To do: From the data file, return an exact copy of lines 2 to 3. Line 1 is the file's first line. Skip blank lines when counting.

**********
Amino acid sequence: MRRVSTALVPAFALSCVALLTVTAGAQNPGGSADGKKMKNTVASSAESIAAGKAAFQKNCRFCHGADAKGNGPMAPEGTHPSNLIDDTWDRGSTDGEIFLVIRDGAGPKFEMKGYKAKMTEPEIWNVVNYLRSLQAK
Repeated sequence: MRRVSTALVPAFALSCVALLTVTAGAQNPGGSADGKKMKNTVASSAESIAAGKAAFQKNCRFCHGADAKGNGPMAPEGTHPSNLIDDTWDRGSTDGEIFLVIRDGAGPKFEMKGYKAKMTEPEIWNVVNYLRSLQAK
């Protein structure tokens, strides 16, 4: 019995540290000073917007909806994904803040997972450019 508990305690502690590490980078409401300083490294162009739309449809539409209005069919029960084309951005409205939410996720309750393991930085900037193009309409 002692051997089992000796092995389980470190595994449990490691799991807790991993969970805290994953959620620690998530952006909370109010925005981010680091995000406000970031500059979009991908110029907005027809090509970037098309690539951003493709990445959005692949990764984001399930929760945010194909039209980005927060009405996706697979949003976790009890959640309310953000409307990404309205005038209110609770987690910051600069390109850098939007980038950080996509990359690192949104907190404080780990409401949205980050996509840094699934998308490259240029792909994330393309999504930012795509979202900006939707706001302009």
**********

Repeated sequence: MRRVSTALVPAFALSCVALLTVTAGAQNPGGSADGKKMKNTVASSAESIAAGKAAFQKNCRFCHGADAKGNGPMAPEGTHPSNLIDDTWDRGSTDGEIFLVIRDGAGPKFEMKGYKAKMTEPEIWNVVNYLRSLQAK
């Protein structure tokens, strides 16, 4: 019995540290000073917007909806994904803040997972450019 508990305690502690590490980078409401300083490294162009739309449809539409209005069919029960084309951005409205939410996720309750393991930085900037193009309409 002692051997089992000796092995389980470190595994449990490691799991807790991993969970805290994953959620620690998530952006909370109010925005981010680091995000406000970031500059979009991908110029907005027809090509970037098309690539951003493709990445959005692949990764984001399930929760945010194909039209980005927060009405996706697979949003976790009890959640309310953000409307990404309205005038209110609770987690910051600069390109850098939007980038950080996509990359690192949104907190404080780990409401949205980050996509840094699934998308490259240029792909994330393309999504930012795509979202900006939707706001302009």